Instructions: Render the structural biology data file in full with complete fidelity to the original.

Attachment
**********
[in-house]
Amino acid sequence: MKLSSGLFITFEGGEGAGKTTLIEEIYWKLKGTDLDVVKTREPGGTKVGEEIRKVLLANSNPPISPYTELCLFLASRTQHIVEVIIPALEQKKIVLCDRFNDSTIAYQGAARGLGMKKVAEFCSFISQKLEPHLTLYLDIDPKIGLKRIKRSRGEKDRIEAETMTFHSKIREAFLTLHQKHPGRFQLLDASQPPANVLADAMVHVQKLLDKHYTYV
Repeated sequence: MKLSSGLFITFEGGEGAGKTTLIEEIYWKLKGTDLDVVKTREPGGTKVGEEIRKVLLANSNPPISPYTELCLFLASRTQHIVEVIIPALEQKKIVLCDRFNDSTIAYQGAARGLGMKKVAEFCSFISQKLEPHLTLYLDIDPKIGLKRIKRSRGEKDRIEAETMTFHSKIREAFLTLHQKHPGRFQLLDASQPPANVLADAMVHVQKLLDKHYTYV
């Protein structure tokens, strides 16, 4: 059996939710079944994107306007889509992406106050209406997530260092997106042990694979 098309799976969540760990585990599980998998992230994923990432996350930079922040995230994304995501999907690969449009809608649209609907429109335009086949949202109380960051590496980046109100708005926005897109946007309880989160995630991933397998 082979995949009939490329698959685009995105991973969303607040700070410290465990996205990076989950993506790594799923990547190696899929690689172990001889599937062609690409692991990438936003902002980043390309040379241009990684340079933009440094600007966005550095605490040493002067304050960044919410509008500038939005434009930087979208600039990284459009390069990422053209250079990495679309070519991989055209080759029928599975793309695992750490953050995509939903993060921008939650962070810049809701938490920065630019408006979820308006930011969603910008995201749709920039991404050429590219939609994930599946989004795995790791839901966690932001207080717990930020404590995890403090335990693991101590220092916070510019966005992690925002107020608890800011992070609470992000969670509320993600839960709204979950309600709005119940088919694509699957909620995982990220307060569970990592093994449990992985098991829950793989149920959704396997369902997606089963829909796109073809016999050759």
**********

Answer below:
[in-house]
Amino acid sequence: MKLSSGLFITFEGGEGAGKTTLIEEIYWKLKGTDLDVVKTREPGGTKVGEEIRKVLLANSNPPISPYTELCLFLASRTQHIVEVIIPALEQKKIVLCDRFNDSTIAYQGAARGLGMKKVAEFCSFISQKLEPHLTLYLDIDPKIGLKRIKRSRGEKDRIEAETMTFHSKIREAFLTLHQKHPGRFQLLDASQPPANVLADAMVHVQKLLDKHYTYV
Repeated sequence: MKLSSGLFITFEGGEGAGKTTLIEEIYWKLKGTDLDVVKTREPGGTKVGEEIRKVLLANSNPPISPYTELCLFLASRTQHIVEVIIPALEQKKIVLCDRFNDSTIAYQGAARGLGMKKVAEFCSFISQKLEPHLTLYLDIDPKIGLKRIKRSRGEKDRIEAETMTFHSKIREAFLTLHQKHPGRFQLLDASQPPANVLADAMVHVQKLLDKHYTYV
């Protein structure tokens, strides 16, 4: 059996939710079944994107306007889509992406106050209406997530260092997106042990694979 098309799976969540760990585990599980998998992230994923990432996350930079922040995230994304995501999907690969449009809608649209609907429109335009086949949202109380960051590496980046109100708005926005897109946007309880989160995630991933397998 082979995949009939490329698959685009995105991973969303607040700070410290465990996205990076989950993506790594799923990547190696899929690689172990001889599937062609690409692991990438936003902002980043390309040379241009990684340079933009440094600007966005550095605490040493002067304050960044919410509008500038939005434009930087979208600039990284459009390069990422053209250079990495679309070519991989055209080759029928599975793309695992750490953050995509939903993060921008939650962070810049809701938490920065630019408006979820308006930011969603910008995201749709920039991404050429590219939609994930599946989004795995790791839901966690932001207080717990930020404590995890403090335990693991101590220092916070510019966005992690925002107020608890800011992070609470992000969670509320993600839960709204979950309600709005119940088919694509699957909620995982990220307060569970990592093994449990992985098991829950793989149920959704396997369902997606089963829909796109073809016999050759």